ST. GEORGE – Touted as Utah’s first desert conservation garden, the Red Hills Desert Garden in St. George officially opened to the public Wednesday.
Set between the Washington County Water Conservancy District’s office building and nearby Pioneer Park along Red Hills Parkway, the $3 million conservation garden covers 5 acres and features a landscape of over 170 low-water-use plants and an 1,150-foot meandering stream. Paths crisscross the site and move along and over the stream, and benches are situated under shade structures, offering visitors a place to sit and enjoy the desert scenery.
A part of the path leads into an artificial slot canyon covered in red faux rock that blends into the native landscape. At the end of the slot canyon is a viewing area where visitors can observe fish native to the Virgin River swimming in the stream.
“It’s a great place to come and enjoy the peace and quiet, a little water, and learn something, as well,” St. George Mayor Jon Pike said.
The primary focus of the garden is to teach and promote water conservation and landscaping principles, while also offering visitors a chance to learn about the environment of the Virgin River and the six native fish species that populate it.
Though not completely installed yet, signs giving details about the plants in the desert garden will feature codes visitors can scan with their smartphones to receive details about the plants.
By showing that a desert landscape can still look attractive while saving on water use, county water district officials are hoping the garden will motivate members of the public to follow suit with their own landscaping.
“We wanted to showcase that you can have lovely landscapes and still be conscious of less water in this environment,” Ron Thompson, general manager of the Washington County Water Conservancy District, said. “… My hope here is this will be a great desert education facility (where) people (visit) and get comfortable with what works in the desert and what doesn’t.”
Traditional landscapes can use up to 60-70 inches of water per year, while the desert landscaping featured at the garden takes 17-20 inches of water per year, said Corey Cram, associate general manager of the Washington County Water Conservancy District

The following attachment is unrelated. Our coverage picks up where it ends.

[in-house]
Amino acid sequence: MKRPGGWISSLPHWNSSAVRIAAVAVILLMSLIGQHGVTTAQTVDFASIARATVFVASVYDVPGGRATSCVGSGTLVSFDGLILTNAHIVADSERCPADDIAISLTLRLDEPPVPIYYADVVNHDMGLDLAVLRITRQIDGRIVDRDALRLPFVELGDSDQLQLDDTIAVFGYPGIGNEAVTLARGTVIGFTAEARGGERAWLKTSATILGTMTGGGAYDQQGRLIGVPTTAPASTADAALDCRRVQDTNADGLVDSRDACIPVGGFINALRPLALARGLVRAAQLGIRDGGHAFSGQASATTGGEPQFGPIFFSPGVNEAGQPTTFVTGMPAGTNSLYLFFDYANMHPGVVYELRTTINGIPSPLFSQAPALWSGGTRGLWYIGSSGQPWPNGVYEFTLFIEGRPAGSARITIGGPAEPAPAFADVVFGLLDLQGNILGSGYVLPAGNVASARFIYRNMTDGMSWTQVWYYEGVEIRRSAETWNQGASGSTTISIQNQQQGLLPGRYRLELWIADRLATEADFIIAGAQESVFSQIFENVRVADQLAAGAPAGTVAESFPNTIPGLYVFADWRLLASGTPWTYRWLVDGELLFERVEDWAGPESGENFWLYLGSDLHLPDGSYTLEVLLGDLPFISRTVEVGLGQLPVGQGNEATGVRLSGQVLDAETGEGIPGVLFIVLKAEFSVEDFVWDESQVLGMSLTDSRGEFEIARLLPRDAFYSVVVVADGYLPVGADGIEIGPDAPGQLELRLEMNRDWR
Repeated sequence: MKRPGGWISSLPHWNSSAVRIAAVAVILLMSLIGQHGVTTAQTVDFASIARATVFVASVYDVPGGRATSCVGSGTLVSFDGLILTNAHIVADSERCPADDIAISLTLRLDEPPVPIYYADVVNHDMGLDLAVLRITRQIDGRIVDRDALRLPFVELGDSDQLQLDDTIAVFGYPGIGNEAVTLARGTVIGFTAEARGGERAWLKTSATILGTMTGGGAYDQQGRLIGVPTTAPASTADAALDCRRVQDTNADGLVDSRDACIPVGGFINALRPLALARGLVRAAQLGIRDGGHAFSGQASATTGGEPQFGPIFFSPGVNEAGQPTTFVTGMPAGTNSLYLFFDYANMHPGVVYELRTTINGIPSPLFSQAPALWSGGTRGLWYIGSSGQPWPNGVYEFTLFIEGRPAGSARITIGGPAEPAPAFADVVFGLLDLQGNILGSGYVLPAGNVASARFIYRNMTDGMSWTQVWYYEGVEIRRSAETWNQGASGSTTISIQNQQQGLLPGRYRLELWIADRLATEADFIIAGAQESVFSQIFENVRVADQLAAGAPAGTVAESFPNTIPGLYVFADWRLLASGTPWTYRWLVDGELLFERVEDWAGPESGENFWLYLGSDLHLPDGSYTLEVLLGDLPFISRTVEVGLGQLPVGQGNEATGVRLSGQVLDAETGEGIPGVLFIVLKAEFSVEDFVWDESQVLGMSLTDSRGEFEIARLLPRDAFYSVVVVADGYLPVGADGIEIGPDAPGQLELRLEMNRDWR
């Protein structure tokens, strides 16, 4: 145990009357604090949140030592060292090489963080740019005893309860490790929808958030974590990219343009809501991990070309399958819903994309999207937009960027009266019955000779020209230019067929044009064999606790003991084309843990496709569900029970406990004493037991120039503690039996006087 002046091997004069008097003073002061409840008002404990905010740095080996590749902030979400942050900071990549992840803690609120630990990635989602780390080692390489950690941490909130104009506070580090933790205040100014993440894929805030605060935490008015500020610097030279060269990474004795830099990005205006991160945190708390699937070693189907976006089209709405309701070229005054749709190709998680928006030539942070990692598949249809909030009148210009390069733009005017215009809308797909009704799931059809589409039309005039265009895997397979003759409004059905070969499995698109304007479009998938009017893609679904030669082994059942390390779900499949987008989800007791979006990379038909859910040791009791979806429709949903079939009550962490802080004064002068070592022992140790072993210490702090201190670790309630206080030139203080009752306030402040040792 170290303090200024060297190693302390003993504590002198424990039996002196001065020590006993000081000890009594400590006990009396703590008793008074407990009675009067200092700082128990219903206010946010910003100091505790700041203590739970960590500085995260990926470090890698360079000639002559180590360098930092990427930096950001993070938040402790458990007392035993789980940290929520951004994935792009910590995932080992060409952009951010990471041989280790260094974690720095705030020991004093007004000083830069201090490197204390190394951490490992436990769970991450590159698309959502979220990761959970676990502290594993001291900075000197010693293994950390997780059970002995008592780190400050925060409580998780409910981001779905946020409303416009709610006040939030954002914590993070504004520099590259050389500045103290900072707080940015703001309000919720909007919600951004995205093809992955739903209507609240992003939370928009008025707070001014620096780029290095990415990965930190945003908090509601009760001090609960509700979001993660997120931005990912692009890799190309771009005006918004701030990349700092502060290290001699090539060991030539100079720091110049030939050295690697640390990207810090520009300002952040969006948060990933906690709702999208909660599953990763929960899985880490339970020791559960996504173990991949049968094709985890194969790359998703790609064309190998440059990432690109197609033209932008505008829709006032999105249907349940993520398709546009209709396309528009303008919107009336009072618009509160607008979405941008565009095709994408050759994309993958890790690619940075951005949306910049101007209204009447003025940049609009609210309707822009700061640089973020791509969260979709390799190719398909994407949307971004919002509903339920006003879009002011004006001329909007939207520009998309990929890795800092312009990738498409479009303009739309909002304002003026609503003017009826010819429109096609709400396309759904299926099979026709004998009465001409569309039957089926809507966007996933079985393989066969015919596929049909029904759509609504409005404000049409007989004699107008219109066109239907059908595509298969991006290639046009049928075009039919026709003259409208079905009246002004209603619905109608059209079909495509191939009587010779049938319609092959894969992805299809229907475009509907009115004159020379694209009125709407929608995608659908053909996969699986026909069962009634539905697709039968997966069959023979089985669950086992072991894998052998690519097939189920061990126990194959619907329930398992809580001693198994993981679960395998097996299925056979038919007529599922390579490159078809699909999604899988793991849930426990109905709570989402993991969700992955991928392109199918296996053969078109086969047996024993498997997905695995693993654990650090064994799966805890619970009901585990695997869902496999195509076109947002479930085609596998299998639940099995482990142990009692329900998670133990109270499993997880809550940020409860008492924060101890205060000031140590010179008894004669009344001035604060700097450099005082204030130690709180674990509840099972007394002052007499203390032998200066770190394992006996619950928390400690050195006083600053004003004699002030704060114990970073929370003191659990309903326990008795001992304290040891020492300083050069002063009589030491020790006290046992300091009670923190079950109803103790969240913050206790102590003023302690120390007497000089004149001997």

The Red Hills Desert Garden came about through a partnership between the City of St. George, the Washington County Water Conservancy District and the Virgin River Program. Other agencies, like the U.S. Bureau of Reclamation and Utah Division of Water Resources, were also involved.
People are attracted to water, Cram said, and while the prime focus of the desert garden is to encourage water conservation, the district also wanted to provide a means through which the public could view the Virgin River’s native fish and learn more about them.
“We wanted to make this something people could appreciate and see,” Cram said. “We have tens of thousands of people who live here and have never seen a native fish out of the Virgin River. … It’s very difficult for people to appreciate a fish if they’ve never seen it.”
Now, garden visitors can view the fish in an artificial habitat built to replicate the Virgin River. The water used for the stream is pumped in from the Virgin River via nearby Skyline Pond.
“This is Virgin River water for Virgin River fish for Virgin River education,” Cram said.
So far, some Virgin River chub and speckled dace have been placed in the stream. The speckled dace have already begun to reproduce in the stream.
“That tells us the stream is working,” Cram said.
The fish in the stream won’t just survive but will thrive there, he said.
While Wednesday marks the garden’s official opening to the public, people have already been taking advantage of the site, and some have already visited many times. Thompson said he’s had many people tell him they enjoy the desert garden a great deal.
“I’ve been so impressed,” St. George resident Suzan Hawes said while visiting the garden. “The landscaping is absolutely gorgeous. … The community is going to love it.”
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